However, there is now a growing "maker" culture, as reported in Wired magazine in 2011, driven by low cost 3D printers and DIY electronics, such as a USB charger made out of a mints tin. Maker "faires" are springing up over the US and now in the UK as well. Two products in particular allow digital technology to become a focal practice, the Arduino microcontroller that allows hobbyists to interface a computer with a variety of sensors and the Raspberry Pi single board microcomputer. The potential applications of Arduino are showcased on their website including a "wearable soundscape". The process of working with Arduino can start with assembling the circuit board from its individual components, or taking involvement a step further, even etching and drilling the circuit board itself. The Arduino board can be programmed using a range of open source software tools that are freely downloadable. The Raspberry Pi Foundation is a UK registered charity, with the aim of making a low cost educational computer, that are now finding numerous applications in developing countries. Software available includes distributions of the Debian Linux operating system and there is a thriving user community including developing many case designs such as the Pibow.

Is there such a thing as sustainable design?

Water valve that is about 80 years old

Design might be one of the most misused words in the English language, often taken to mean the external appearance of an object, as in "designer" clothes. The UK Design Council see design as making "ideas tangible" and it is what "links creativity and innovation" with a specific goal of human benefit. The design process is about thinking through making things with the end user in mind. The Design Council see design as a linear process of "Discover, Define, Develop and Deliver", but not everyone agrees with this model. Tim Brown, in his book Design Thinking, outlines "three spaces of innovation", Ideation, Inspiration and Implementation, which interact in a circular process. He also emphasises the importance of empathy in design, where designers can "imagine the world from multiple perspectives", inspiring designs that meet people's needs.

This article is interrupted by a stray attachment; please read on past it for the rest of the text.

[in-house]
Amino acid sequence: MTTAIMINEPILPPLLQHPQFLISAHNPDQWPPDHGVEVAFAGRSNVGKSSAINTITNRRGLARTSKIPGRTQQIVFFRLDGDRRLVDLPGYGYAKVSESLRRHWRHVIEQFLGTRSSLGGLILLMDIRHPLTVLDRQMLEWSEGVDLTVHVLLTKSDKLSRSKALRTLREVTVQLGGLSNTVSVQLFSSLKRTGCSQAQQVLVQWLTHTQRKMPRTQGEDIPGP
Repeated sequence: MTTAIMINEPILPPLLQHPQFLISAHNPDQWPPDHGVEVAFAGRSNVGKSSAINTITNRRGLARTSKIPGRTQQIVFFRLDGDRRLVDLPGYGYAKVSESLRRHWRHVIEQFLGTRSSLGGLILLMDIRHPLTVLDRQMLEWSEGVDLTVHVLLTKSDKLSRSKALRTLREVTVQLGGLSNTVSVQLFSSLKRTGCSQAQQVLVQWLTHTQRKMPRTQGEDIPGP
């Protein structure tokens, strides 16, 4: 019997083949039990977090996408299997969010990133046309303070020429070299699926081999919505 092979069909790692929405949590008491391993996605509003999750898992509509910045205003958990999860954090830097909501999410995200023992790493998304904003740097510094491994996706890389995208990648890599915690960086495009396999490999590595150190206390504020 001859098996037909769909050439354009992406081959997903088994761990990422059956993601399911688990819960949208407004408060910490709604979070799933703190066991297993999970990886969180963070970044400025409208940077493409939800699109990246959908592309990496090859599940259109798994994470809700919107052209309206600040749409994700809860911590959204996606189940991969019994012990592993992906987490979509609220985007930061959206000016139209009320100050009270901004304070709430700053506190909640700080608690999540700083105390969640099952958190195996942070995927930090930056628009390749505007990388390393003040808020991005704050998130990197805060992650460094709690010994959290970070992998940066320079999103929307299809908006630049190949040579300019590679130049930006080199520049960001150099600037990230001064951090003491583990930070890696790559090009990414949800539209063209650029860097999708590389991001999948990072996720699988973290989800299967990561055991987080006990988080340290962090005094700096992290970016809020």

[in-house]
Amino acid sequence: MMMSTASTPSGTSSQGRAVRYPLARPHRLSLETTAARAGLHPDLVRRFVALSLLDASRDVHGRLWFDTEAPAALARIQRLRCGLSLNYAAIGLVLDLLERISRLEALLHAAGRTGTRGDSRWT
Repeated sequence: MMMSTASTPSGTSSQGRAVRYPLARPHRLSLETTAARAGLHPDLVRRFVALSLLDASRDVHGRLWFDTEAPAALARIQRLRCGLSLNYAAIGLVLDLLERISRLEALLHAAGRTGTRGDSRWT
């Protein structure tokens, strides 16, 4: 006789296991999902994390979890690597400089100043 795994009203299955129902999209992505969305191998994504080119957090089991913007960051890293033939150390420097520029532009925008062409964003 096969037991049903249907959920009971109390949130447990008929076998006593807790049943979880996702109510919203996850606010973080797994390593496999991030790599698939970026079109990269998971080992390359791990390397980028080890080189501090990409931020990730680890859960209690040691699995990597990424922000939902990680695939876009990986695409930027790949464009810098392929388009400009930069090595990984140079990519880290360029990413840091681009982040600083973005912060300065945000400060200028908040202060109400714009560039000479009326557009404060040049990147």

Donald Norman points out in his book The Psychology of Everday Things points out that many designs are difficult to use as they don't offer the right "affordances" for the user, such as a door with a handle that actually pushes open, leading to frustration as people try to pull it. Designers can learn a lot from the mistakes people make when trying to use existing designs. His thoughts on this lead to good design as being about:
1) Provide a conceptual model that makes sense to the user.
2) Make things visible so the user can understand the conceptual model and work with it.

Victor Papanek, in his book Design for the Real World, defines design as the "conscious effort to impose meaningful order", stressing the role of radical thinking to meet real needs, particularly in the Third World. An example of this is huts in the Third World made out of oil containers, a simple but radical innovation would be to make the containers more suitable as building materials. He highlights that the designer has a social responsibility to overcome the damage done by previous industrial designers in creating products that have not only harmed people but have damaged the environmental of "Spaceship Earth".

The Design Council are also big on "sustainable design" that they believe can "save the planet", which considers the triple bottom line of meeting social needs, minimising environmental impact and enabling business to make a profit. All this seems very reasonable, but the last criterion is where the problem lies, according to Joel Bakan in his book The Corporation, which was also made into a film. Its starting point is that the corporation is a "legal person", but subjecting it to a psychological assessment indicates that it has a psychopathic personality. This personality is built into the legal structure of the corporation, which mandates that its sole purpose is to create profit and increase its value to shareholders. Even if the corporation's directors wish to act in a more humane way, the wishes of shareholders, mediated through the organisational structure, won't let them. Bakan gives the example of the Body Shop, where the founder Anita Roddick realised that by selling stock to shareholders, she had "made a pact with the devil".

This means that the triple bottom line isn't sustainable at all, as long as there are corporations making a profit by any means possible, which can't be reconciled with environmental sustainability. Drawing on the pioneering work of E. F. Schumacher amongst others, Stuart Walker at Lancaster University redefined the concept of the triple bottom line to come up with the "quadruple bottom line" in his book The Spirit of Design, where social value, environmental care and personal meaning (or "spirituality") are underpinned by economic systems, which are simply a mechanism rather than an end in themselves. So sustainable design might be about looking at how organisations make wealth and interact with society.